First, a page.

I visited Sarasota this past weekend. The occasion was a spectacular wedding weekend for dear Amy–a lovely young woman I’ve known since her birth and my youngest daughter’s best friend when they were little–and her very wonderful Frances. A real love story with two human stars and a fairytale wedding.

But, apparently, even during several days of back-to-back festivities, I can’t help but notice trees.

First Palm-tree Memory

Departing from the Tampa International Airport in our rental car Friday, I was reminded of my first-ever trip to Florida. In my sophomore summer of high school, my church youth group headed off from Livonia on an overnight Greyhound Bus bound for St. Petersburg.

I’d grown up seeing my grandparents’ slides of their visits to Florida. Nonetheless, the two most surprising discoveries on my first visit to the state were that 1) palm trees grew “wild” all over the place and, 2) even in Florida, they still didn’t look real. At least, not to this Michigander.

Busch Gardens

After spending a night in a St. Pete Presbyterian church’s basement, we visited the Busch Gardens. At the time–the late 1960s (which is “the when” you will be transported to via the “Busch Gardens” hyperlink above)–it was a tropical garden overrun with different varieties of palm trees.

(Did you know there are 2,500 species of palms, almost all of which can be grown in Florida?)

I don’t recall Busch Garden having amusement park rides, nor, obviously, were we–young Presbyterians all–offered samples at the Anheuser-Busch beer garden. We must have toured the brewery with cool Reverend Lovick. (The brewery was the impetus for the “family entertainment center” in 1959; the rides were added later.)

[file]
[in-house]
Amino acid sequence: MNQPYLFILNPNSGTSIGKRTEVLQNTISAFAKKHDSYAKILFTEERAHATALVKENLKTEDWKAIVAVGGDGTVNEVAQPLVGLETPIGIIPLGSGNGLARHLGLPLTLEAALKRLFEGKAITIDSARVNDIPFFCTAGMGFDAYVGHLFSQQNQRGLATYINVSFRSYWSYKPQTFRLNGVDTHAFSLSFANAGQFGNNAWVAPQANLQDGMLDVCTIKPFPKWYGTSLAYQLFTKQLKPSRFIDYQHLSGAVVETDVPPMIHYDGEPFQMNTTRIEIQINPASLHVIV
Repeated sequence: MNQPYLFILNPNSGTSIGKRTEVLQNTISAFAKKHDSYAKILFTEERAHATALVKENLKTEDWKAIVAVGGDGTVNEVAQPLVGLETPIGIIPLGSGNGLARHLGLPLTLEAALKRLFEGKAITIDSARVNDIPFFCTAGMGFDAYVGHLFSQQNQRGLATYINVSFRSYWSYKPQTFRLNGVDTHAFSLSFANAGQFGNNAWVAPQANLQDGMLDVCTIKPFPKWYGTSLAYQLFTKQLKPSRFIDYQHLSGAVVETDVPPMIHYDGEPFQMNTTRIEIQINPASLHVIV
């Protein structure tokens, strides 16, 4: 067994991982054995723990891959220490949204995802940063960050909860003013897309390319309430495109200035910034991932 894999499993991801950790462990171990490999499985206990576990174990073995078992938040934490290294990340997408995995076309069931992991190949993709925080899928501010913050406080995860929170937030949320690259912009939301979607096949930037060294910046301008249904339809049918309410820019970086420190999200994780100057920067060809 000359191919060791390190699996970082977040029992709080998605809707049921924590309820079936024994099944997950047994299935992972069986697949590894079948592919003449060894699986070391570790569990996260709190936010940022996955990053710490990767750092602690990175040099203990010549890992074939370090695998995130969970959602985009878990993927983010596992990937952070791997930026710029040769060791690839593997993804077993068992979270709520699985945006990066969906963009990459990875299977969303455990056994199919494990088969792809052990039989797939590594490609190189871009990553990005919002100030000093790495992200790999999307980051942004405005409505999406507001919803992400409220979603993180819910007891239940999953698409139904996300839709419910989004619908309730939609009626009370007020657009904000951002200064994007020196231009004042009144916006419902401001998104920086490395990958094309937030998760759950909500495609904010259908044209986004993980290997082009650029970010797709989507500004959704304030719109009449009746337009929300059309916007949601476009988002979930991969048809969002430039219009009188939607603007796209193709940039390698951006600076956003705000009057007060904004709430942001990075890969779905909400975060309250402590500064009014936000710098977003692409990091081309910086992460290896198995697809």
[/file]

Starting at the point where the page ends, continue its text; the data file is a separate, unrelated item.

Seems sort of an odd field trip for this particular group.


Next, we flew (my first plane flight) from Tampa International to Kingston, Jamaica. The palm trees did look real to me there. Like they belonged in Jamaica.

Maybe it was because we were staying and working in the midst of them. We were outside the city. The part of the country where we were was beautiful. And not yet developed.

Our mission was to paint a tiny, newly-built chapel at the top of a very steep mountain path in the Blue Mountains. At the bottom of that steep mountain trail was saltwater. After every hot day of painting, we flew down that steep trail to that ocean beach. Also at the other end of that trail was a story about how saltwater and sun did not mix well with the solvent we were given to remove the oil-based paint we were covered with by that time every day.

But that’s another story.

Florida Aplenty

My next trip to Florida might have been our first of two trips to Orlando’s Disney World, which bookended a trip to Naples, Florida to visit my husband’s aunt when our girls were still young. Then to the oldest’s college boyfriend’s family’s Palm Island, Florida home.

Later, when my oldest daughter studied marine biology, I made a number of visits to Florida: when she was doing an internship at Mote Marine Lab on Longboat Key and to Miami when she was at Florida International University, where she met her husband-to-be and earned her Master’s in Marine Biology.

After she graduated, we walked down Lincoln Road to get family tattoos. But I digress.

Let’s just say, I have spent time in Florida. Plenty of time.

What Are They?